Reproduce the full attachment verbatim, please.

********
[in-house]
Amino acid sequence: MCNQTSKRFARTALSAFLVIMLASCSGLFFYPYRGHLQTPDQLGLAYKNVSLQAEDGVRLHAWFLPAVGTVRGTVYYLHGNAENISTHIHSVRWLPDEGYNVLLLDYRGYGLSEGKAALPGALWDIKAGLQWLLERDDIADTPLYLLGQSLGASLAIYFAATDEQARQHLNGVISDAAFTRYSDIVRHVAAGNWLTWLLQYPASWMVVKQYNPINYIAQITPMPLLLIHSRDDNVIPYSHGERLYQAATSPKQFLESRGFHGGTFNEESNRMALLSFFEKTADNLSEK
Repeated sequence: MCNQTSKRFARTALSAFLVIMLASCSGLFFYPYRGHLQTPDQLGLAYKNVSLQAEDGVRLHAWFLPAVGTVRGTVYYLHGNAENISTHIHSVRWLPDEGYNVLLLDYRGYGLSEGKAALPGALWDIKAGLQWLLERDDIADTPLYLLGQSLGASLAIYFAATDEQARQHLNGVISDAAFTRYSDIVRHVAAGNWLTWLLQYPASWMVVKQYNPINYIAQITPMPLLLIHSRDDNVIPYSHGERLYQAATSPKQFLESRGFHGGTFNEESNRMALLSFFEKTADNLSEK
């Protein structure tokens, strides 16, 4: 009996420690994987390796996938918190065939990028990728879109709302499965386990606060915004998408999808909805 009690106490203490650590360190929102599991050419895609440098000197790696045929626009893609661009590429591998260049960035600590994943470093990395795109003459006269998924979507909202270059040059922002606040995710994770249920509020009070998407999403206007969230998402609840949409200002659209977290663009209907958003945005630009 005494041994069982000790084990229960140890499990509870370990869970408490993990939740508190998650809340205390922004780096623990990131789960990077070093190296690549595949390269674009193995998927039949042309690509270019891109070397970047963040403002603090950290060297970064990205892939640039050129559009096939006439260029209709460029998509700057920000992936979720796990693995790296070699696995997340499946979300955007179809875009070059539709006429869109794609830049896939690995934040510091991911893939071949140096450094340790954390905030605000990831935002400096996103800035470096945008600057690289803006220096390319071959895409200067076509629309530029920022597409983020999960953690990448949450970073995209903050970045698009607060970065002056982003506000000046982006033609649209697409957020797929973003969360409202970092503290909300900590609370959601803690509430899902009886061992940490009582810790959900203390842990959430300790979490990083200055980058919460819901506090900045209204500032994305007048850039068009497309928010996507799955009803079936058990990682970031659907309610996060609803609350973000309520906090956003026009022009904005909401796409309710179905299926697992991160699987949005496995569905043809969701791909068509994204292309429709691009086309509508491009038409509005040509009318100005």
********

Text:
[in-house]
Amino acid sequence: MCNQTSKRFARTALSAFLVIMLASCSGLFFYPYRGHLQTPDQLGLAYKNVSLQAEDGVRLHAWFLPAVGTVRGTVYYLHGNAENISTHIHSVRWLPDEGYNVLLLDYRGYGLSEGKAALPGALWDIKAGLQWLLERDDIADTPLYLLGQSLGASLAIYFAATDEQARQHLNGVISDAAFTRYSDIVRHVAAGNWLTWLLQYPASWMVVKQYNPINYIAQITPMPLLLIHSRDDNVIPYSHGERLYQAATSPKQFLESRGFHGGTFNEESNRMALLSFFEKTADNLSEK
Repeated sequence: MCNQTSKRFARTALSAFLVIMLASCSGLFFYPYRGHLQTPDQLGLAYKNVSLQAEDGVRLHAWFLPAVGTVRGTVYYLHGNAENISTHIHSVRWLPDEGYNVLLLDYRGYGLSEGKAALPGALWDIKAGLQWLLERDDIADTPLYLLGQSLGASLAIYFAATDEQARQHLNGVISDAAFTRYSDIVRHVAAGNWLTWLLQYPASWMVVKQYNPINYIAQITPMPLLLIHSRDDNVIPYSHGERLYQAATSPKQFLESRGFHGGTFNEESNRMALLSFFEKTADNLSEK
């Protein structure tokens, strides 16, 4: 009996420690994987390796996938918190065939990028990728879109709302499965386990606060915004998408999808909805 009690106490203490650590360190929102599991050419895609440098000197790696045929626009893609661009590429591998260049960035600590994943470093990395795109003459006269998924979507909202270059040059922002606040995710994770249920509020009070998407999403206007969230998402609840949409200002659209977290663009209907958003945005630009 005494041994069982000790084990229960140890499990509870370990869970408490993990939740508190998650809340205390922004780096623990990131789960990077070093190296690549595949390269674009193995998927039949042309690509270019891109070397970047963040403002603090950290060297970064990205892939640039050129559009096939006439260029209709460029998509700057920000992936979720796990693995790296070699696995997340499946979300955007179809875009070059539709006429869109794609830049896939690995934040510091991911893939071949140096450094340790954390905030605000990831935002400096996103800035470096945008600057690289803006220096390319071959895409200067076509629309530029920022597409983020999960953690990448949450970073995209903050970045698009607060970065002056982003506000000046982006033609649209697409957020797929973003969360409202970092503290909300900590609370959601803690509430899902009886061992940490009582810790959900203390842990959430300790979490990083200055980058919460819901506090900045209204500032994305007048850039068009497309928010996507799955009803079936058990990682970031659907309610996060609803609350973000309520906090956003026009022009904005909401796409309710179905299926697992991160699987949005496995569905043809969701791909068509994204292309429709691009086309509508491009038409509005040509009318100005």